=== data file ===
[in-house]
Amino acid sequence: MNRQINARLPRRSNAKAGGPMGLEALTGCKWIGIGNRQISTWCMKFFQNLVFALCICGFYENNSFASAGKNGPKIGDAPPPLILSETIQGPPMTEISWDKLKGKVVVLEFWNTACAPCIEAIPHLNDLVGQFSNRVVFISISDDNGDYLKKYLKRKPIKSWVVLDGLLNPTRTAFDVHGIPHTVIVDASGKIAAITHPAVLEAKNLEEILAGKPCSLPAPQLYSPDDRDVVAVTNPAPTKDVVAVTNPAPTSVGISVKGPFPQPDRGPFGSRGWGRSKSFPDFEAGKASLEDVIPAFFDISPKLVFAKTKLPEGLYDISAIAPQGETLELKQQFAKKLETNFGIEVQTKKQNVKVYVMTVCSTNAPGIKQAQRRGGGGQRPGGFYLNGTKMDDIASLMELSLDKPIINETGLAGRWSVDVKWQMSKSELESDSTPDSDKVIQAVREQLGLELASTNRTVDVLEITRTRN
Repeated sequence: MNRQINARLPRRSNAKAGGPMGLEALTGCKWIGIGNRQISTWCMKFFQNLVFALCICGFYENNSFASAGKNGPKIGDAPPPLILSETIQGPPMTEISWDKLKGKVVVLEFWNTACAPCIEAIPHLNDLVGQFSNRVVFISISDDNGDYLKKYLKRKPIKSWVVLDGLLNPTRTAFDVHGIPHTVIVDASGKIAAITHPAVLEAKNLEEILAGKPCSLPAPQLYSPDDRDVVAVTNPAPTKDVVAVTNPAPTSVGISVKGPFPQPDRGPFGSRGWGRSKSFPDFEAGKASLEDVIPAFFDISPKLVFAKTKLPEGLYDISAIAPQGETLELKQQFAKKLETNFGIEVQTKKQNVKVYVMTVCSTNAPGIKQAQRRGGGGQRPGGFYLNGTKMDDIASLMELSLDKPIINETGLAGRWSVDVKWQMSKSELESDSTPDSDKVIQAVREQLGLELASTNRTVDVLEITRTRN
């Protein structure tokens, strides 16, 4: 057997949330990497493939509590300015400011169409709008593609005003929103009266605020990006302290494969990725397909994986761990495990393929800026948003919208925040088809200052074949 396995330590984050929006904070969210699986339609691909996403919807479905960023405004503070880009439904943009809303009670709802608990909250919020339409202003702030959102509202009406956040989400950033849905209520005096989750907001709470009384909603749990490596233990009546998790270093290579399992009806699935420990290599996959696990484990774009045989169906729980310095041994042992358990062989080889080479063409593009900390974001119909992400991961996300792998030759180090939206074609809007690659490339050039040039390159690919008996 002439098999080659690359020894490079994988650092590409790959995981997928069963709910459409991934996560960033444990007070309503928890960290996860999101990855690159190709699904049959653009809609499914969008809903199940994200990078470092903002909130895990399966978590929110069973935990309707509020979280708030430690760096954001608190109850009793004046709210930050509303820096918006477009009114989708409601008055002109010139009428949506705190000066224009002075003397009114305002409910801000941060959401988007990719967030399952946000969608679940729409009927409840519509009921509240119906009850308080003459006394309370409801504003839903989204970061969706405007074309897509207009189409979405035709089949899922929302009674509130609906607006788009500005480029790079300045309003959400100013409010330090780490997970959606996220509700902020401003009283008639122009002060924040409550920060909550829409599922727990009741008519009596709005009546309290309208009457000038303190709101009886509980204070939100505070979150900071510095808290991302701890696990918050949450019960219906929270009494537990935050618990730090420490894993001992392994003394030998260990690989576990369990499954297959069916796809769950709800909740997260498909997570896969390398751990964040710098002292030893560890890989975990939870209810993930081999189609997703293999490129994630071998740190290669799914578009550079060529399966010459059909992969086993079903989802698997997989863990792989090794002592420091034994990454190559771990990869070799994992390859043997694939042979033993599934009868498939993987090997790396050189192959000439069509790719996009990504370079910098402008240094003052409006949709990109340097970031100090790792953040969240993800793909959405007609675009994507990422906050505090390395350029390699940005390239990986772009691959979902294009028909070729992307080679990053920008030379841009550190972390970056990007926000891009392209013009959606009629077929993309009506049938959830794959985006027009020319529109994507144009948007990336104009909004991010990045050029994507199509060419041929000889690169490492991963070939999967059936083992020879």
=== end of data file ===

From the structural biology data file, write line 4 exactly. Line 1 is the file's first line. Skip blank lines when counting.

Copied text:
């Protein structure tokens, strides 16, 4: 057997949330990497493939509590300015400011169409709008593609005003929103009266605020990006302290494969990725397909994986761990495990393929800026948003919208925040088809200052074949 396995330590984050929006904070969210699986339609691909996403919807479905960023405004503070880009439904943009809303009670709802608990909250919020339409202003702030959102509202009406956040989400950033849905209520005096989750907001709470009384909603749990490596233990009546998790270093290579399992009806699935420990290599996959696990484990774009045989169906729980310095041994042992358990062989080889080479063409593009900390974001119909992400991961996300792998030759180090939206074609809007690659490339050039040039390159690919008996 002439098999080659690359020894490079994988650092590409790959995981997928069963709910459409991934996560960033444990007070309503928890960290996860999101990855690159190709699904049959653009809609499914969008809903199940994200990078470092903002909130895990399966978590929110069973935990309707509020979280708030430690760096954001608190109850009793004046709210930050509303820096918006477009009114989708409601008055002109010139009428949506705190000066224009002075003397009114305002409910801000941060959401988007990719967030399952946000969608679940729409009927409840519509009921509240119906009850308080003459006394309370409801504003839903989204970061969706405007074309897509207009189409979405035709089949899922929302009674509130609906607006788009500005480029790079300045309003959400100013409010330090780490997970959606996220509700902020401003009283008639122009002060924040409550920060909550829409599922727990009741008519009596709005009546309290309208009457000038303190709101009886509980204070939100505070979150900071510095808290991302701890696990918050949450019960219906929270009494537990935050618990730090420490894993001992392994003394030998260990690989576990369990499954297959069916796809769950709800909740997260498909997570896969390398751990964040710098002292030893560890890989975990939870209810993930081999189609997703293999490129994630071998740190290669799914578009550079060529399966010459059909992969086993079903989802698997997989863990792989090794002592420091034994990454190559771990990869070799994992390859043997694939042979033993599934009868498939993987090997790396050189192959000439069509790719996009990504370079910098402008240094003052409006949709990109340097970031100090790792953040969240993800793909959405007609675009994507990422906050505090390395350029390699940005390239990986772009691959979902294009028909070729992307080679990053920008030379841009550190972390970056990007926000891009392209013009959606009629077929993309009506049938959830794959985006027009020319529109994507144009948007990336104009909004991010990045050029994507199509060419041929000889690169490492991963070939999967059936083992020879």